Welcome to our 90th (NINETIETH!) podcast, and this one is rammed full of new release reviews, disagreements, and top, top film bantz*
*contains no actual bantz
James was the lone surviving pod critic from the first Hunger Games film, and this week returns to the arena to tackle The Hunger Games: Catching Fire, as well as reviewing Saving Mr Banks, a new Disney film about the making of Mary Poppins. We’ve also go a review the new Ben Stiller film, The Secret Life of Walter Mitty, and we discuss the twists, turns, and timey-wimeyness of the 50th anniversary Doctor Who special, The Day of the Doctor.
Join us next week for reviews of Carrie and Blue is the Warmest Colour.
Welcome to another long-awaited Failed Critics Podcast, and hopefully absence has made your hearts grow fonder.
This week sees a number of firsts, including Owen’s first stint as the quiz host, James’ first week without a new film to review for What We’ve Been Watching, and the first time we’ve had to edit the podcast to remove spoilers rather (unlike most weeks where we edit out the standard Owen disconnection).
Oh, and we also review one of the most anticipated movies of the year.
Join us next week (or possibly tomorrow, who knows) for reviews of The Councellor, Don Jon, and The Butler.
Ah, the eighties. Simpler times. Before political correctness ‘went mad’ and we could just tape films off the telly with no regard for their regulatory deemed suitability. Before our parents were told that letting us play video games would make us grow up and kill people. (Indeed, any ounce of patience or tolerance I may possess today is entirely down to a childhood spent attempting to complete the 17 levels of Alex Kidd in Miracle World WITHOUT A SAVE OPTION!)
Rather than be corrupted by evil cinematic images I wasn’t considered old enough to see, for the most part I was blissfully unaware of their existence and enjoyed the films regardless. Not unlike the first time I saw The Usual Suspects, where I lost the thread of what was going on quite early into the film (my teenage head crammed too full of Boyzone trivia to be much use to anyone), but continued watching nonetheless because I liked Pete Postlethwaite’s accent. The big twist at the end was still a wonder to behold, even though I was just seeing it on a very base level. ‘He’s not who he said he was!’ was revelation enough, with the implications of said discovery reserved for, and enjoyed on, subsequent viewings.
I asked Twitter, and they reminded me about a whole host of films I enjoyed as a kid, while the finer details soared unknowingly over my head.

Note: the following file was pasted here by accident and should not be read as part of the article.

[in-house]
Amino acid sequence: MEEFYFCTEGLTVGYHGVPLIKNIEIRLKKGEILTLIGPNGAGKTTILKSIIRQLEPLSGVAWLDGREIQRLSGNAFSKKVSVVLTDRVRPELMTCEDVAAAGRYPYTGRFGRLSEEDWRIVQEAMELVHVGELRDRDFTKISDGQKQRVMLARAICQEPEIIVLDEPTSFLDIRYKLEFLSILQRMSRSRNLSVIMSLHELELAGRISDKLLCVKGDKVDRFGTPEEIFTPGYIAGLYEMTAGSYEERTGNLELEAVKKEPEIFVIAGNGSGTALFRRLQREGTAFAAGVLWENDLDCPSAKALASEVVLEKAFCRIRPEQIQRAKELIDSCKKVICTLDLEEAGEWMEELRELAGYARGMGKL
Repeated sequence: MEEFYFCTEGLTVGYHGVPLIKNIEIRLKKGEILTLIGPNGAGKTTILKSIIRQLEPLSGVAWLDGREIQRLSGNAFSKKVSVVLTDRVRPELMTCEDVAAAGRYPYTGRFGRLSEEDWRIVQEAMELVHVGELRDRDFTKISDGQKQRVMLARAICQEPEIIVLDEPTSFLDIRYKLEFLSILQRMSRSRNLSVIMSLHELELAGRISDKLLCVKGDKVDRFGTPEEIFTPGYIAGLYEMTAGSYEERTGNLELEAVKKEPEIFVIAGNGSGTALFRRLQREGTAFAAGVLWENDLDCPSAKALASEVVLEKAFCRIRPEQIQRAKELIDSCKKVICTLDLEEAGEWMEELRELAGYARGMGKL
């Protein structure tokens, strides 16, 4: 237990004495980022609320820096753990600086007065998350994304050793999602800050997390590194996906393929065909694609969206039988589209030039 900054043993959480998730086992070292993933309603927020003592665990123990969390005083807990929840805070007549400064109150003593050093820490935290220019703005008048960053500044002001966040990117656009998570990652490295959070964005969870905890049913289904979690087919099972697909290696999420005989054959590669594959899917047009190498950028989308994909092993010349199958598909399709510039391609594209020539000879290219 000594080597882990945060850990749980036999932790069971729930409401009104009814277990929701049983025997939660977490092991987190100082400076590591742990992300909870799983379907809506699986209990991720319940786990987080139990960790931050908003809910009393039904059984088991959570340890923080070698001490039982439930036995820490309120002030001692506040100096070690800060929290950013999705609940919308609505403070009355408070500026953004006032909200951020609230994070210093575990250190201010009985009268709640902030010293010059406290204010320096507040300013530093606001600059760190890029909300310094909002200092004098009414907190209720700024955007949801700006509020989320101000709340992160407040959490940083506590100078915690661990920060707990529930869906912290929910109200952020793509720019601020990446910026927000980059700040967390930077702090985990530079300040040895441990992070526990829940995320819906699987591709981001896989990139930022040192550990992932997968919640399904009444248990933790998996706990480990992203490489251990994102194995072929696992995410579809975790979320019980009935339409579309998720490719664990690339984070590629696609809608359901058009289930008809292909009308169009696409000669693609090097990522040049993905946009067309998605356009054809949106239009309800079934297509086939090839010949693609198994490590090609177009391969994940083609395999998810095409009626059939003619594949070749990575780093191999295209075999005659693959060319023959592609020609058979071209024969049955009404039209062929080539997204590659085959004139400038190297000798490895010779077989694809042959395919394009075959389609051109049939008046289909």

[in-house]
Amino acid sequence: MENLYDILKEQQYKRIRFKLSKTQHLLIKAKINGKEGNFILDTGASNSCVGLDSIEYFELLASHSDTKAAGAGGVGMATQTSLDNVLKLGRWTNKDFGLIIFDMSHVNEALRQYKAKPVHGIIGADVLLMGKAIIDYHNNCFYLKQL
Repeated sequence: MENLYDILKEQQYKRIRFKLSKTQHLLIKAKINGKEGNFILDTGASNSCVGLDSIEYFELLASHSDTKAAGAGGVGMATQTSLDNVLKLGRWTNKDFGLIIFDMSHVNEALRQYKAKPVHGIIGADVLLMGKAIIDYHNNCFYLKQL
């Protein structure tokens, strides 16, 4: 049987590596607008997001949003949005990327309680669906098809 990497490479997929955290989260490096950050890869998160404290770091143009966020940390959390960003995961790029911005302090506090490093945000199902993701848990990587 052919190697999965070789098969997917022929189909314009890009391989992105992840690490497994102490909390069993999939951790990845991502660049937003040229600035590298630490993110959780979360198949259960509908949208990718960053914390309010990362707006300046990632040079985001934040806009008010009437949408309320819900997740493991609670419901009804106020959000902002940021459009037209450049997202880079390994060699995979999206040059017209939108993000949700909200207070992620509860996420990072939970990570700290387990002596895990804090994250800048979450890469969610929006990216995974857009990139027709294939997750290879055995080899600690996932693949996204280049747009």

The (some might say integral) presence of Nazis throughout The Sound of Music escaped me. I knew there was much tutting over some flags, and that the family had to run away from the ‘police’ at the end. But that was as far as I got. I was also sad that Rolfe blew his whistle (because, for whatever reason, that meant he’d dumped Liesl) and kind of intrigued that they planned to walk to a whole other country at the end. But I was confident Maria would make everything fun with all her singing.
I remember watching the hooker fairy tale Pretty Woman at a slumber party back in primary school, where we must’ve had such a scant understanding of the storyline it became nothing more than a series of shots of a lady going shopping, interspersed with a massive bubble bath and the occasional horse. It was a few years later before I realised the colourful strip of plastic Julia Roberts pulled from her boot were condoms, and a couple more before I understood the particular appeal of that piano solo.
Presumably long before the availability of ESPN on UK tv, my dad decided to show us the Snipes/Harrelson mashup White Men Can’t Jump one weekend, because my little brother was really into basketball. This proved something of an error on his part, as he proceeded to fast forward through three quarters of the film at the first sniff of a sex scene, while instructing us not to tell our mum we’d watched it.
In 1950’s high school romp Grease, I knew Rizzo wasn’t pregnant when she jumped off the ferris wheel screaming ‘I’m not pregnant!’. But I was oblivious to the entire unprotected sex conversation that preceded it. (Not to mention the references to nose jobs, hookers, gang bangs and chicks creaming throughout.) Looking back, Kenickie says he’s had his ’25-cent insurance policy’ since the seventh grade. Since he is roughly 45 by the time they graduate, is it any wonder the condom perished?
Despite Dickie’s kindly face and patient explanation on the Jurassic Park tour, I didn’t get the science behind it one little bit. Moreover, I was perpetually confused by the fact that, despite the writers obviously possessing the know how to breed dinosaurs, they chose to make a film about it instead of, you know, building an actual theme park. Which I would’ve forced my parents to sell their house in order to take us to. (Naïve maybe, but I was smart enough to realise the mean lawyer guy was joking about having a coupon day.)
The list is pretty extensive. The talking sperm at the beginning of Looks Who’s Talking, the endless vibrator references in Parenthood, the unorthodox approach to ceramics making in Ghost. I didn’t realise that ginger orphan Annie’s parents were dead, but I also couldn’t comprehend why she refused an offer to go live with someone who could buy out an entire cinema on a whim. I had no clue what Suffragette Mrs Banks was up to in Mary Poppins, and concluded that she was just a bit weird. And although I used to watch Monty Python and the Holy Grail weekly, battered copy of the screenplay in hand, it never failed to piss me off when the police car turned up at the end. Presumably because I wanted it to be real. I still do.
Which films did you adore as a kid, if not entirely understand?